This four-day festival takes place on one of the small islands of Hong Kong. Traditionally, large bamboo structures several stories high were piled with sweet buns. The bun towers are located in front of the Pak Tai temple, built in 1783 to commemorate the Pak Tai, the Taoist God of the Sea. (There are several temples in Hong Kong honoring the Pak Tai who, according to legend, threw the prince of evil out of heaven. Of greater importance to Cheung Chau's inhabitants, however, is his reputed role in driving away pirates who had launched a series of attacks on the island. According to local lore, the attacks ceased once the temple was built.) The bun festival appeases with food and burnt paper offerings the wandering spirits of islanders killed by pirates. The festival falls just before the start of the fishing season, so honoring the god is one way to ensure fair weather and a good catch. After the bun towers are blessed, the buns are handed out to the people on the final day of the festival. Traditionally, men competed in a race to climb up the towers and grab as many buns as possible. In 1978, one of the towers collapsed, injuring several people. The tragic accident forced authorities to cancel the competition, which was revived the competition in 2005. To ensure the safety of participants and spectators, the towers are now made of steel covered with bamboo scaffolding, and prospective bun-climbers must take a training course to learn basic mountaineering skills. If you attend this festival, know that the entire island is vegetarian for three days prior to the festivities.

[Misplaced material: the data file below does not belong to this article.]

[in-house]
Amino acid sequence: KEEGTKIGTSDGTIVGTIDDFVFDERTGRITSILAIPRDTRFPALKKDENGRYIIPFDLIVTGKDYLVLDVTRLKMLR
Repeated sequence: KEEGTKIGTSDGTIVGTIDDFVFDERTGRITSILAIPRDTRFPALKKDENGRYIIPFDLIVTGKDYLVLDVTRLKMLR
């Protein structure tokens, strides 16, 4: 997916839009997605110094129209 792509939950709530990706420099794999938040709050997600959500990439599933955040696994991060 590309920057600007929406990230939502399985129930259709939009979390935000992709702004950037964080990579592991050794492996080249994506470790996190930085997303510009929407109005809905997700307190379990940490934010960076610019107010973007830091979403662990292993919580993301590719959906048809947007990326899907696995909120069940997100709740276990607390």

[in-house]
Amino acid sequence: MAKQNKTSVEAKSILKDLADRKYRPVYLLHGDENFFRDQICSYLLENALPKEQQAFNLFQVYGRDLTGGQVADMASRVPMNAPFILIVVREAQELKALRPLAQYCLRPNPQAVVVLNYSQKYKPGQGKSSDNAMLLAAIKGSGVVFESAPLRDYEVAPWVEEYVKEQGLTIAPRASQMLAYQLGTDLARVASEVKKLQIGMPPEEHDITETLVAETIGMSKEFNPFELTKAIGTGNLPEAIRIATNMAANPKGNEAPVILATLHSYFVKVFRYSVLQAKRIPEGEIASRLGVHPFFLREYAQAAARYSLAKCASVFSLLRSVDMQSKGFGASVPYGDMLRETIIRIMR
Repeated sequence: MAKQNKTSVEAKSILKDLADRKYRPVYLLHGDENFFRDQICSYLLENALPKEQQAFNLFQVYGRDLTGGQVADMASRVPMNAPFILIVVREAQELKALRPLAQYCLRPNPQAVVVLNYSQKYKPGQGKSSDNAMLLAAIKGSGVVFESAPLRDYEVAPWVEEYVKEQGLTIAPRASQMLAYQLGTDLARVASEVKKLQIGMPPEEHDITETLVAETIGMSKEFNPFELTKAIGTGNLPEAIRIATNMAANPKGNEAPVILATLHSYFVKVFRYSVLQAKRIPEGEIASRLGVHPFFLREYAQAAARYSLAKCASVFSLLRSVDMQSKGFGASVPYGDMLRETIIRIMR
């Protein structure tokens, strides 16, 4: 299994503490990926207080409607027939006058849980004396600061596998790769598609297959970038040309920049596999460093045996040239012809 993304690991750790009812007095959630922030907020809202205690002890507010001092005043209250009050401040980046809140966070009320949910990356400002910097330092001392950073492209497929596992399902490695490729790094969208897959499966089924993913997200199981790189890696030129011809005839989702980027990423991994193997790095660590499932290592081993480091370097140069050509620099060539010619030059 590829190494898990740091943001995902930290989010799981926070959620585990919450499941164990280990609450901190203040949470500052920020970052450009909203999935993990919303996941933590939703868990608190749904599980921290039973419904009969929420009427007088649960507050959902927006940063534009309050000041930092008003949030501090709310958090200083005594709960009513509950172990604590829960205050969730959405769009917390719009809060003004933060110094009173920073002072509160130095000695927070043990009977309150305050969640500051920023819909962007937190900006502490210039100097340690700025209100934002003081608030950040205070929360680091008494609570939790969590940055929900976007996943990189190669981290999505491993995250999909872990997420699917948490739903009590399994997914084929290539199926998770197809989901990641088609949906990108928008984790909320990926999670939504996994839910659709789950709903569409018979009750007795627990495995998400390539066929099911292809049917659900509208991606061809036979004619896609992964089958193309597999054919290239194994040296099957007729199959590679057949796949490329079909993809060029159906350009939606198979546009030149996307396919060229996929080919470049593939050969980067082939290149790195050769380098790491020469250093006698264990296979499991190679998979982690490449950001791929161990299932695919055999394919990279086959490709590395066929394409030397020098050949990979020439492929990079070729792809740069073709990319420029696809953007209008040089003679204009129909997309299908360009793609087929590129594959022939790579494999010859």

Martyred saints Mammertius, Gervatius and Pancratius May 11 - 13 — Three Chilly Saints
These three days were named for three early Christian martyrs, St. Mammertius, Saint Pancratius and Saint Gervatius, whose respective feast days occur on May 11, 12, and 13. They mark the last cold spell before planting season begins. "In the middle of May comes the tail of winter." Before global warming, parts of Europe were rather cold throughout the month of may, and so we have the legend of the "Three Icy Men".

May 13 — Mother's Day